CD Launch: Waifs and Strays
Michael Hynes & Denis Liddy (Tig Na Celtic 2003)
Ballyline Folk Club, Crusheen, Co. Clare, Ireland (May 31, 2003)
The Ballyline folk club resides in the large, comfortable back room of the Ballyline Bar, which lies on the Gort Road, just outside Crusheen in Co. Clare, Ireland. As aficionados of Irish music will well know, Clare is a major centre for the tradition, being the home county of many legendary Irish musicians and, of course, the Kilfenora Céilí band.
The club - which hosts performances by many great Irish musicians, including John Carty, Jackie Daly and Frankie Gavin is the brainchild of local music teacher and highly regarded fiddler Denis Liddy. He is part of large family of traditional musicians his father Dan was prominent in Comhaltas circles for many years. The Liddy family group, The Shannonside Céilí Band, was formed in 1985 and still plays today. Denis formed the exciting 'Barefield Céilí Band' from pupils at his school. They have been winning many "All Ireland" awards since 1998, and will be wowing the crowds at Irish Fest in Milwaukee in August 2003. Talking to members of the club, including stalwart members of the Kilfenora Céilí Band from 50 years ago, you soon get the impression that Denis is widely credited for keeping the Old Tradition alive in the young people of this part of Co. Clare.
Michael Hynes is a flute and whistle player from Smithstown in Kilshanny. His grandfather and father were both noted flute and whistle players, respectively. His uncle, Gus, was also a very well known concert flute player. In his youth, Michael travelled to Doolin, the traditional music capital of Ireland, where he was exposed to many exceptional Irish musicians, including Micho and Gussy Russell, and also heard musicians from other parts of the country playing in sessions there. These names included Matt Molloy, Tommy Peoples, Seamus Tansey and many others. Michael emigrated to London in the 1970s but didn't lose his contact with the music. He returned to Clare ten years later and now lives near Lisdoonvarna.
Denis and Michael first met when Michael was asked to replace another musician at a gig in Lahinch. Michael was so impressed with Denis' approach to the music and respect for the tradition that they have since played everywhere from Shannon to Shanghia (some people have all the luck!). The resulting CD is a natural evolution of their first meeting. They regard it as statement of their joint approach to the music and a 'thank you' to the people who have helped them along the way.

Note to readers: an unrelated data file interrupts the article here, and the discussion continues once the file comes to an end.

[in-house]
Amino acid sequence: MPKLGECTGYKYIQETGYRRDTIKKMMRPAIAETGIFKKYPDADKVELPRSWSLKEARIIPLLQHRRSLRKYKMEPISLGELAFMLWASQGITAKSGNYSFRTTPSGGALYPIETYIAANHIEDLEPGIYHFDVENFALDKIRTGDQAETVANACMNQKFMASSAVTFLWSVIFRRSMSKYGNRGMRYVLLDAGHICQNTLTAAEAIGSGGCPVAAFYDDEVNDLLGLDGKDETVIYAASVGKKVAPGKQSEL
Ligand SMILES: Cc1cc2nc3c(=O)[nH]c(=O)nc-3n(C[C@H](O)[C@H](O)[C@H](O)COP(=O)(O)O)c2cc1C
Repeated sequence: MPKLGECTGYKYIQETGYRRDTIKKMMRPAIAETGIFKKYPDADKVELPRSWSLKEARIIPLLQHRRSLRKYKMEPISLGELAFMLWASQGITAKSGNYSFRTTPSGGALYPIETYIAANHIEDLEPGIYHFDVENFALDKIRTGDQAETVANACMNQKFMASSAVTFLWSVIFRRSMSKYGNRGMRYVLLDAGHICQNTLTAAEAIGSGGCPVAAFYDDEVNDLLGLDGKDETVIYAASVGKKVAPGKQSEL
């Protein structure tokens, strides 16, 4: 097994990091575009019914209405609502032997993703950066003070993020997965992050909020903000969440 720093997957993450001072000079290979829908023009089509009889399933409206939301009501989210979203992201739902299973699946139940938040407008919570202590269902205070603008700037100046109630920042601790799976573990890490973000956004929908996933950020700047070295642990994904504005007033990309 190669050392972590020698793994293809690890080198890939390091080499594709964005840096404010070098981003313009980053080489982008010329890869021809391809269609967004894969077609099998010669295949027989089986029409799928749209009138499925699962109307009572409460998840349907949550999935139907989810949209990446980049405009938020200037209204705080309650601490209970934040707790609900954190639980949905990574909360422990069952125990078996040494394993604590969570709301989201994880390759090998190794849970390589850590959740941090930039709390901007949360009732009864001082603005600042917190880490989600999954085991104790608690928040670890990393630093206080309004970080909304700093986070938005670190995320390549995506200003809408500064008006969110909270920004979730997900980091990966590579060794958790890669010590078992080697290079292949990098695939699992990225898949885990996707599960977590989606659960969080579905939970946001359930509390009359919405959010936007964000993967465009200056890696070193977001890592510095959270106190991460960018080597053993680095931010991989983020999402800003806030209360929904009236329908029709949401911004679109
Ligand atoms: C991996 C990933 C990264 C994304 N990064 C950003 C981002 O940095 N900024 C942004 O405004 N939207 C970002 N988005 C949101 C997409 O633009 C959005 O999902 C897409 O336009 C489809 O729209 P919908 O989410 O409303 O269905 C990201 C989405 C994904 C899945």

On the CD, as on the launch night, Michael and Denis were accompanied by Rob Sharer on guitar. Rob is an American musician who now lives part-time in Clare, and is a regular at sessions in and around Doolin. He is a highly talented finger style and rhythm guitarist -- and also has a fine singing voice.
The launch "gig" was due to start at 8:00 p.m. At 7:50 p.m. the back room was virtually deserted, except for the musicians and sound engineers. I was beginning to worry that the boys would be playing to a very select audience. In fact, my companion and I felt safe in leaving our seats to go into the bar and have a light meal (the seafood chowder is highly recommended!). When we returned to our comfy sofa seats, the audience was still conspicuous by its absence. At 8:20 p.m., though, people started to flood in, and by the time the trio began playing, most of the seats were full and the bar was two or three bodies deep. Within another 15 minutes, the place was "mobbed" (as they say here) with an extremely appreciative (if sometimes a little noisy) throng.
Michael, Denis and Rob treated us to two sessions of highly enjoyable and extremely skilful playing, much of it from the new CD. The album title (and the title of the first track) were inspired by Captain Francis O'Neill's collection Waifs and Strays of Gaelic Melody. The CD includes some original compositions by Michael and a wide range of melodies, reels, jigs, hornpipes and (among my favourites on this CD) a delightful selection of waltzes. There is also an appearance by the "Roscommon Elephant." At the launch, Denis had set a competition (with a free CD as a prize) to see if anyone knew just what this creature was. Michael later produced it and played perfectly. It's a large brown and white whistle!
During the night the trio played a number of "sets" and the dance floor became packed with dancers. We were mesmerized by the display from many talented people, who thoroughly enjoyed themselves while giving the "blows ins" (like me) a display to remember for a long time to come! There were also poetry readings and music from an array of musicians who came simply as friends of Michael and Denis.
This was a relaxed, friendly evening -- even for the blow ins -- and the music
was superb! The CD deserves to do extremely well and the Ballyline folk club
should be on anyone's 'to do' list when next in Clare!
You can find out more about Michael Hynes and Denis Liddy and their new album at their Web site.